-- Lucretius, De Rerum Natura, quoted from Jim Herrick, Against the Faith (1985), p. 24

If anyone decided to call the sea Neptune, and corn Ceres, and to misapply the name of Bacchus rather than to give liquor its right name, so be it; and let him dub the round world "Mother of the Gods" so long as he is careful not really to infest his mind with base superstitions.
-- Lucretius, quoted from Antony Flew, Atheistic Humanism, p. 20

Too often in time past, religion has brought forth criminal and shameful actions.... How many evils has religion caused?
-- Lucretius, remarking on King Agamemnon's sacrifice of his daughter to the gods to ensure success of a military campaign, De Rerum Natura, quoted from James A Haught, 2000 Years of Disbelief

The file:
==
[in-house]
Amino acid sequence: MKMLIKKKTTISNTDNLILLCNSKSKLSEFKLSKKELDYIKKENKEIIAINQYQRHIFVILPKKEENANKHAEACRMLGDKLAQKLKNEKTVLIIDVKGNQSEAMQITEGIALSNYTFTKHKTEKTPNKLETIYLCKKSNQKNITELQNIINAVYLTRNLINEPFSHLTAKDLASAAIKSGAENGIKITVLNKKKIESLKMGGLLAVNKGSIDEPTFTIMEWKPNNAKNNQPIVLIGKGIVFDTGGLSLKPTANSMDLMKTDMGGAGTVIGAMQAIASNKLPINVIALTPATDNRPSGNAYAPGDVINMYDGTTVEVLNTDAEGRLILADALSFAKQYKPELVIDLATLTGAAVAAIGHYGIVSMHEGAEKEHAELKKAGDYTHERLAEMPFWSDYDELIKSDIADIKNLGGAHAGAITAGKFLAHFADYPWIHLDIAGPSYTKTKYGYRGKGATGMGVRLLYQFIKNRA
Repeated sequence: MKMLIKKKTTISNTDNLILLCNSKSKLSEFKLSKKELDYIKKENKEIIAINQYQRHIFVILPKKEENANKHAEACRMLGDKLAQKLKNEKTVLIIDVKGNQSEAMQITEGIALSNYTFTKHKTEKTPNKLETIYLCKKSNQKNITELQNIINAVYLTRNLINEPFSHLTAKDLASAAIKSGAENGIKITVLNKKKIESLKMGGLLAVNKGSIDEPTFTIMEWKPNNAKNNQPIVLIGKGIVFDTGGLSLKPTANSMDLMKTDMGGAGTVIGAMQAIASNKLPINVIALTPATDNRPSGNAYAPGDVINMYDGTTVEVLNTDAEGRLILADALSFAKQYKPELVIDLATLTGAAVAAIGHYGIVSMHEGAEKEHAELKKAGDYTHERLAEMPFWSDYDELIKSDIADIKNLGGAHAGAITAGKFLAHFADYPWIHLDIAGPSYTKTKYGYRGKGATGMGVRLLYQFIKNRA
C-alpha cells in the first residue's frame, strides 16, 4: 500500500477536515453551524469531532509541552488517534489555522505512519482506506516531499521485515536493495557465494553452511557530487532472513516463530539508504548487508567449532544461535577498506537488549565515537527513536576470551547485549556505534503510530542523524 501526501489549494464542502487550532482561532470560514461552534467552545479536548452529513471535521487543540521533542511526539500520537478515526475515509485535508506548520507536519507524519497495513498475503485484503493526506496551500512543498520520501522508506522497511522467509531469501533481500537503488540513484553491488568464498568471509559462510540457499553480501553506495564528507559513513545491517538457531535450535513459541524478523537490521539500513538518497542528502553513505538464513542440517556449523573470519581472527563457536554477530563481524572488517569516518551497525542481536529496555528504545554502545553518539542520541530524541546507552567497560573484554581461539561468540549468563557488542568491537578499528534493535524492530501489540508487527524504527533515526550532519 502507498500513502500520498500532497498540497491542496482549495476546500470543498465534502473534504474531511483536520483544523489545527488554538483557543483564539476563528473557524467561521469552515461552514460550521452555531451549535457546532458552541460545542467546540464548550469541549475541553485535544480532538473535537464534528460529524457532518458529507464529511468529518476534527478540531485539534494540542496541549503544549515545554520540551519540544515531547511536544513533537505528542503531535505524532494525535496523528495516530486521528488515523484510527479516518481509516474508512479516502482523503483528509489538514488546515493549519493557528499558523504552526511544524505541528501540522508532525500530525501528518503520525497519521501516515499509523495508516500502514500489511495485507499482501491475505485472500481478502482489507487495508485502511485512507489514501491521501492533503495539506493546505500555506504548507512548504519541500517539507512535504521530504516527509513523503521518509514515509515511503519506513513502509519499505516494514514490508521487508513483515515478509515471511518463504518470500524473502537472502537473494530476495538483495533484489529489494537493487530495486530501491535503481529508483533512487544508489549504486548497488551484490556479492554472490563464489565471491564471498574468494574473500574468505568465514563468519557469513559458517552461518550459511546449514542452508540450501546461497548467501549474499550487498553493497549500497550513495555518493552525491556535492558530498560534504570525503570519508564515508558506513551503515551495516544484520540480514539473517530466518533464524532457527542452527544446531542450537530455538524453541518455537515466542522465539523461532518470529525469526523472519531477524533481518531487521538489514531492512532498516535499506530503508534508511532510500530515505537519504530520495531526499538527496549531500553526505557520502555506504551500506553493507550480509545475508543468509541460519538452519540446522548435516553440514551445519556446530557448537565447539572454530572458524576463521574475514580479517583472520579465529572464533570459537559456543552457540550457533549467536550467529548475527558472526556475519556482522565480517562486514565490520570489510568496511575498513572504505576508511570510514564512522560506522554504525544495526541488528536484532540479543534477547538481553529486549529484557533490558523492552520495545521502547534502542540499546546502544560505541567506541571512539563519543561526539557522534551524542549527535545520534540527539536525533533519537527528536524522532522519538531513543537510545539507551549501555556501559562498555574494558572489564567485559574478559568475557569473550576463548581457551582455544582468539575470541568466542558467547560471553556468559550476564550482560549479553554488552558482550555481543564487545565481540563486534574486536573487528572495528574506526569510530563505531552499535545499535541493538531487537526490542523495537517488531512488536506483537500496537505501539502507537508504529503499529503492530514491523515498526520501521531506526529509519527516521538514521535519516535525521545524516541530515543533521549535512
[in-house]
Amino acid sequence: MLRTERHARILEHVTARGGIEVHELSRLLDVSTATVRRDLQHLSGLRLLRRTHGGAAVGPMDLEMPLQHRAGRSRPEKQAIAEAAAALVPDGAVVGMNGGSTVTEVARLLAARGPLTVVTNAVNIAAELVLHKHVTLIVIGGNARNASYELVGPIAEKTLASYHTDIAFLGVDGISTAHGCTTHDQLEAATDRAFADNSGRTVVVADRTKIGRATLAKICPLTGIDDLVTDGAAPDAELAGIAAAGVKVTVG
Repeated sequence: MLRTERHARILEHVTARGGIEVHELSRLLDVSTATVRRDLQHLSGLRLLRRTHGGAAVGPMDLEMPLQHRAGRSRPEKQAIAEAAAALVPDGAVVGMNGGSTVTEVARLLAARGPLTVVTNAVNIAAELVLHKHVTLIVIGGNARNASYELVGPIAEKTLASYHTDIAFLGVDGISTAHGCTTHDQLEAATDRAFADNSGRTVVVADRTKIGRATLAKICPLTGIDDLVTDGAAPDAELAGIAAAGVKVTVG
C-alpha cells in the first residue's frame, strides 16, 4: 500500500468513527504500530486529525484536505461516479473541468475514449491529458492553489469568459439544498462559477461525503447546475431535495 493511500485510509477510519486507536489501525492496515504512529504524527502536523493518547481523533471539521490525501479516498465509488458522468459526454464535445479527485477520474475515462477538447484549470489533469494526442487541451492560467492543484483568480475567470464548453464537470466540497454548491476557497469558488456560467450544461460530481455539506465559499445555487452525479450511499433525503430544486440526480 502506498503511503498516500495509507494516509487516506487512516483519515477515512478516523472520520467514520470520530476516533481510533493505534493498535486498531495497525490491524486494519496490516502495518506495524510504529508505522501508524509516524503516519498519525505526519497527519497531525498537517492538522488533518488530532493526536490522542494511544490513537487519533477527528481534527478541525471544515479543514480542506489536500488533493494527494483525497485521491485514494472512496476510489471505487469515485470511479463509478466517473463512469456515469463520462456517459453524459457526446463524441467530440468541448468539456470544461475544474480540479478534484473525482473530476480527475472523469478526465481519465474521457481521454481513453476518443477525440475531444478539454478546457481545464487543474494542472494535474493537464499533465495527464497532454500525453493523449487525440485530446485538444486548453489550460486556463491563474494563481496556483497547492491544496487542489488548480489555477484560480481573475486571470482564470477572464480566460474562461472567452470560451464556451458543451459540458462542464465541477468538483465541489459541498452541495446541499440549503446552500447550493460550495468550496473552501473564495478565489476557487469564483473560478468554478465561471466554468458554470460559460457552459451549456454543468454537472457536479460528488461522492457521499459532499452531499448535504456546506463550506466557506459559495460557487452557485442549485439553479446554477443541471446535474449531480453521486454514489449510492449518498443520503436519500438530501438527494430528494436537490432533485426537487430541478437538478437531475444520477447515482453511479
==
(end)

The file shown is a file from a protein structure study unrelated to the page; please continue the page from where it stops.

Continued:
When the supreme violence of a furious wind upon the sea sweeps over the waters the chief admiral of a fleet along with his mighty legions, does he not crave the gods' peace with vows and in his panic seek with prayers the peace of the winds and favouring breezes. Nonetheless, he is caught up in the furious hurricane and driven upon the shoals of death.
-- Lucretius, De Rerum Natura

Assuredly whatsoever things are fabled to exist in deep Acheron [Hades], these all exist in this life. There is no wretched Tantalus, fearing the great rock that hangs over him in the air and frozen with vain terror. Rather, it is in this life that fear of the gods oppresses mortals without cause, and the rock they fear is any that chance may bring.
-- Lucretius, De Rerum Natura